August 12, 2019
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Employers speak up about $80,000 exempt salary requirement

Employers in the Tri-Cities "are taking a dim view of a plan to raise the minimum salary in Washington to 250 percent of minimum wage — or nearly $80,000 a year — for executive, administrative and other salaried workers who don’t receive overtime pay," The Tri-City Herald reports after a hearing in Kennewick on the rules for salaried employees proposed by the Department of Labor & Industries.

L&I proposes multiplying the minimum wage by 2.5 (or 250 percent) to set the amount an employee must be paid to be exempt from overtime. Employers have said that level is too high, and that the multiplying factor be set at 200% or less.

Steve Simmons, owners of CG Public House, a Tri-Cities restaurant and caterer, said such a steep increase on wages for salaried workers could hinder his ability to build his business and hire more people. He also noted that his employees bring a wide variety of skill levels to the job, and that he recruits workers with disabilities and barriers to employment.

Nolan Lockwood, who owns Harvest Foods in Walla Walla, said he has already had to cut his workforce by 11 people (down to 27 employees) due to the increase in the minimum wage. Raising the minimum wage for salaried or exempt workers could put him out of business, he said. He noted that he has decided not to renew his lease in 2020.

AWB Government Affairs Director Bob Battles has been following this issue closely, and created this issue brief with details. A new AWB Amplified video looks at the issue from the perspective of employees and nonprofits.

The final public hearing will be held this Thursday, Aug. 15, in Vancouver.

Contact Battles to learn more and speak up on this proposed change.

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Solutions Needed

Washington's China trade dilemma

By The Seattle Times Editorial Board

Trade-dependent Washington state is in a tight spot as the U.S.-China trade war escalates.

Voters should start thinking now about what course they'd like to see the White House take if the trade war continues beyond 2020.

While just 37% of Washingtonians voted for President Donald Trump in 2016, the majority are now depending on him to successfully address China's ongoing theft of intellectual-property and unfair trade practices harming the state's economy.

Whether Trump's unpredictability, bombast and use of tariffs as a bludgeon result in a good outcome remains to be seen. Patience with his tactics will wear thinner if there's no progress this year and the U.S. enters a recession. Then the risk is that Trump caves, letting China off the hook and giving Wall Street a bump ahead of the election.

Both parties share some blame. The Democrats' 2016 presidential candidate joined Trump in turning against the Trans-Pacific Partnership negotiated by President Obama. That multilateral trade agreement could have prevented this dispute. It would have imposed fair-trade rules around the Pacific Rim. That bloc would pressure China to comply without resorting to blunt and painful tariffs. Still undetermined is whether Trump has the right strategy, tactics and execution...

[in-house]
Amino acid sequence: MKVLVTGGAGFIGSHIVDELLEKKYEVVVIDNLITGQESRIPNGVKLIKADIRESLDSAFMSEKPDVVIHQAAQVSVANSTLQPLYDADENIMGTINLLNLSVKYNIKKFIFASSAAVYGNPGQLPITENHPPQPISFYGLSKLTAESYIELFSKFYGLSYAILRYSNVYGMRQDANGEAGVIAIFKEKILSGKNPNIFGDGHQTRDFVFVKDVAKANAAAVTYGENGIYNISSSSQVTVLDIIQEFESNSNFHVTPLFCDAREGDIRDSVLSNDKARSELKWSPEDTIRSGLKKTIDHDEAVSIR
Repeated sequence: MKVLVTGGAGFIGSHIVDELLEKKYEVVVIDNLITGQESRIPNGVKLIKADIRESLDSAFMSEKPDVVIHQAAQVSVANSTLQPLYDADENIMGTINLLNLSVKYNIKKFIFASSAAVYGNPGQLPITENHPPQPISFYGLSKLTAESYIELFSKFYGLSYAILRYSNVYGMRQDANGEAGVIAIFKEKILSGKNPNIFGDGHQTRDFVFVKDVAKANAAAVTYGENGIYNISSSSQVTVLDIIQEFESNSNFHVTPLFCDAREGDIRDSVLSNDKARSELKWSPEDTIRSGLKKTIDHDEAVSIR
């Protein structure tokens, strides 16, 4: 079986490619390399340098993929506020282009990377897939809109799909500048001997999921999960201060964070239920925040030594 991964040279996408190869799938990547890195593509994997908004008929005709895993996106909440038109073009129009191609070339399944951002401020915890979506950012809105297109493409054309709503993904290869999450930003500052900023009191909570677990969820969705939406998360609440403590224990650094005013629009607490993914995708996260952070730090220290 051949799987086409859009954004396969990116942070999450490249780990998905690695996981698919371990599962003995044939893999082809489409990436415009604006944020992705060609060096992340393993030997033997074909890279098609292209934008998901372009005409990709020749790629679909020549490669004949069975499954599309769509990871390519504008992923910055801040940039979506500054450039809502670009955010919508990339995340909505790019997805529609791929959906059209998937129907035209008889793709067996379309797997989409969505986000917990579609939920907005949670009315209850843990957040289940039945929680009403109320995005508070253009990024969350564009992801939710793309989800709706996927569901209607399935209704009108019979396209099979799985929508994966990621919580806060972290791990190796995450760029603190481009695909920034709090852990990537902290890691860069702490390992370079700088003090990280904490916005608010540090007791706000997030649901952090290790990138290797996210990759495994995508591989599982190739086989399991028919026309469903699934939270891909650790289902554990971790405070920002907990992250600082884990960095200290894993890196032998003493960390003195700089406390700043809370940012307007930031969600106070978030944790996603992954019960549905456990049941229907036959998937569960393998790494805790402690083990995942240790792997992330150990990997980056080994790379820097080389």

Republicans must be ready to seek change if Trump fails, and Democrats must be ready with an equal or better strategy to address China's unfair practices and improve trade relations.

Read the full editorial in The Seattle Times
Lawsuits Aren't the Answer on Climate

No Matter Which Way You Turn, Climate Litigation Hits the AEP Precedent Roadblock

By the Manufacturers' Accountability Project

Plaintiffs and supporters of the climate lawsuits filed against energy manufacturers are cheering recent decisions by federal judges to send cases in Rhode Island, Baltimore, and several California jurisdictions to state courts. The proponents of the cases are desperate to escape federal court, which have continually rejected climate liability suits. But, those cheers will be short-lived, as the cases have no more validity in state court. Mitigating the impacts of climate change is not a liability issue for either state or federal court. Selling and using energy is not a violation of tort law; it is necessary to modern life. Figuring out how best to address climate change concerns along with other key aspects of national energy policy, including affordability and energy independence, is the province of Congress and federal agencies.

In American Electric Power (AEP) v. Connecticut, the Supreme Court made these points abundantly clear, stating that the judiciary is not the venue for making climate change public policy judgments:

Justice Ruth Bader Ginsburg, who wrote the unanimous majority opinion, stressed that setting national energy policy to account for climate change concerns was "within national legislative power," and that Congress and EPA are "better equipped to do the job than individual district judges issuing ad hoc, case-by-case" decisions...

What has become clear is that climate change is a shared global challenge whose solution won't be found in a courtroom. Rhode Island and the other communities that want to do something about climate change should join with manufacturers on energy innovations, not target them for baseless litigation.

Read the full column from the National Association of Manufacturers